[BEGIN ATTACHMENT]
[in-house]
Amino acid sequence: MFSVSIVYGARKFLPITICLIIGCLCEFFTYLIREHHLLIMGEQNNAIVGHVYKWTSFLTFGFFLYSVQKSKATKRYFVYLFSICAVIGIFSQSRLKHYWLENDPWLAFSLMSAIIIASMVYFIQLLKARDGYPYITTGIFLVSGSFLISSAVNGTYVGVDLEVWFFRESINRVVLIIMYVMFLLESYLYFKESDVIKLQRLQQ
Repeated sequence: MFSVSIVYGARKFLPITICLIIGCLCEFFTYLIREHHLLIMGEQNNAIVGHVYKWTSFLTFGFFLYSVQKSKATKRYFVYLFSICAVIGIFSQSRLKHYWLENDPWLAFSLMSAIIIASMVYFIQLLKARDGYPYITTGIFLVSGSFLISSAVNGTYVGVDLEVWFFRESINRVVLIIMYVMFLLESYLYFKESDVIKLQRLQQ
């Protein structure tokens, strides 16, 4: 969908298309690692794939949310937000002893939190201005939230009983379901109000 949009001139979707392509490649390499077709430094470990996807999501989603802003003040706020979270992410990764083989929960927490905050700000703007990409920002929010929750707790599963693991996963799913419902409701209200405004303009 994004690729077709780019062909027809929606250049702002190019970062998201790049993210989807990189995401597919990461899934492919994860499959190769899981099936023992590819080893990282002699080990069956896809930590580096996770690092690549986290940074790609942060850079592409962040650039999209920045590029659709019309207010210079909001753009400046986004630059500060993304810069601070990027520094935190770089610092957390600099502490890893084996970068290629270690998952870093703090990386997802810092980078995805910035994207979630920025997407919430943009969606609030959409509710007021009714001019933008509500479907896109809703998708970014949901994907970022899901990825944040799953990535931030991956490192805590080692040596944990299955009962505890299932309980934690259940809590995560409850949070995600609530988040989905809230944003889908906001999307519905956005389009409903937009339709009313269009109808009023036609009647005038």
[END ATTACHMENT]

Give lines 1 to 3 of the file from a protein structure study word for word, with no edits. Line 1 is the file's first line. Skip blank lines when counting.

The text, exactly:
[in-house]
Amino acid sequence: MFSVSIVYGARKFLPITICLIIGCLCEFFTYLIREHHLLIMGEQNNAIVGHVYKWTSFLTFGFFLYSVQKSKATKRYFVYLFSICAVIGIFSQSRLKHYWLENDPWLAFSLMSAIIIASMVYFIQLLKARDGYPYITTGIFLVSGSFLISSAVNGTYVGVDLEVWFFRESINRVVLIIMYVMFLLESYLYFKESDVIKLQRLQQ
Repeated sequence: MFSVSIVYGARKFLPITICLIIGCLCEFFTYLIREHHLLIMGEQNNAIVGHVYKWTSFLTFGFFLYSVQKSKATKRYFVYLFSICAVIGIFSQSRLKHYWLENDPWLAFSLMSAIIIASMVYFIQLLKARDGYPYITTGIFLVSGSFLISSAVNGTYVGVDLEVWFFRESINRVVLIIMYVMFLLESYLYFKESDVIKLQRLQQ